Bayesian approaches have become increasingly popular in causal inference problems due to their conceptual simplicity, excellent performance and in-built uncertainty quantification ('posterior credible sets'). We investigate Bayesian inference for average treatment effects from observational data, which is a challenging problem due to the missing counterfactuals and selection bias. Working in the standard potential outcomes framework, we propose a data-driven modification to an arbitrary (nonparametric) prior based on the propensity score that corrects for the first-order posterior bias, thereby improving performance. We illustrate our method for Gaussian process (GP) priors using (semi-)synthetic data. Our experiments demonstrate significant improvement in both estimation accuracy and uncertainty quantification compared to the unmodified GP, rendering our approach highly competitive with the state-of-the-art.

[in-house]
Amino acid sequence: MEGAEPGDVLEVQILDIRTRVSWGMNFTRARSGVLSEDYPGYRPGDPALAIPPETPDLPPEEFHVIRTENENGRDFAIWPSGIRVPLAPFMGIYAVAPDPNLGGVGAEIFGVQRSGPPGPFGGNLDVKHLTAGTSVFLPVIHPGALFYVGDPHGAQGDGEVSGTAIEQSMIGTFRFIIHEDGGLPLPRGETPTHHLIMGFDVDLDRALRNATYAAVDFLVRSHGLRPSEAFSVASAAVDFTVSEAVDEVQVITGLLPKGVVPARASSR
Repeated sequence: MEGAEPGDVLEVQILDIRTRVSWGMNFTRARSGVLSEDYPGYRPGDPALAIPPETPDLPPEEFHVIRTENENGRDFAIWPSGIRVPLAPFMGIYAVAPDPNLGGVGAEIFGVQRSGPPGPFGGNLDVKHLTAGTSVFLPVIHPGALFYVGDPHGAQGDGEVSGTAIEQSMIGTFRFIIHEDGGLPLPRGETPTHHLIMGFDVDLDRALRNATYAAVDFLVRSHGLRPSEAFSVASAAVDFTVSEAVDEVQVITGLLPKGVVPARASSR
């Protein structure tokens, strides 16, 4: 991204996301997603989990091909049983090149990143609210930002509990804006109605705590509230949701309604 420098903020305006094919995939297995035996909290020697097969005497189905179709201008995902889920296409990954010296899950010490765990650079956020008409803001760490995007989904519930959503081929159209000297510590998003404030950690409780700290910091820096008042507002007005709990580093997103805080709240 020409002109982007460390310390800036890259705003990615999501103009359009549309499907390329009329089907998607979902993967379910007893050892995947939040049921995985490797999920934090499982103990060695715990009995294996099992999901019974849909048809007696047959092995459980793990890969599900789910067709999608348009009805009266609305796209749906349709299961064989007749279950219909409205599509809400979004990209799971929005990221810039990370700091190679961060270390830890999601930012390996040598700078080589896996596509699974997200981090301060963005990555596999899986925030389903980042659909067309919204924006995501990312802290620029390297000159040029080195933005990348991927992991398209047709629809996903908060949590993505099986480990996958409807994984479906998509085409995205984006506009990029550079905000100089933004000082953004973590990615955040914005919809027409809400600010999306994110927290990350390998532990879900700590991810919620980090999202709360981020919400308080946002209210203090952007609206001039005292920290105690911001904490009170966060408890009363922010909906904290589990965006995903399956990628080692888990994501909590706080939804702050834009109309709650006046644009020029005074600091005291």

With the widespread success of deep neural networks in science and technology, it is becoming increasingly important to quantify the uncertainty of the predictions produced by deep learning. In this paper, we introduce a new method that attaches an explicit uncertainty statement to the probabilities of classification using deep neural networks. Precisely, we view that the classification probabilities are sampled from an unknown distribution, and we propose to learn this distribution through the Dirichlet mixture that is flexible enough for approximating any continuous distribution on the simplex. We then construct credible intervals from the learned distribution to assess the uncertainty of the classification probabilities. Our approach is easy to implement, computationally efficient, and can be coupled with any deep neural network architecture. Our method leverages the crucial observation that, in many classification applications such as medical diagnosis, more than one class labels are available for each observational unit. We demonstrate the usefulness of our approach through simulations and a real data example.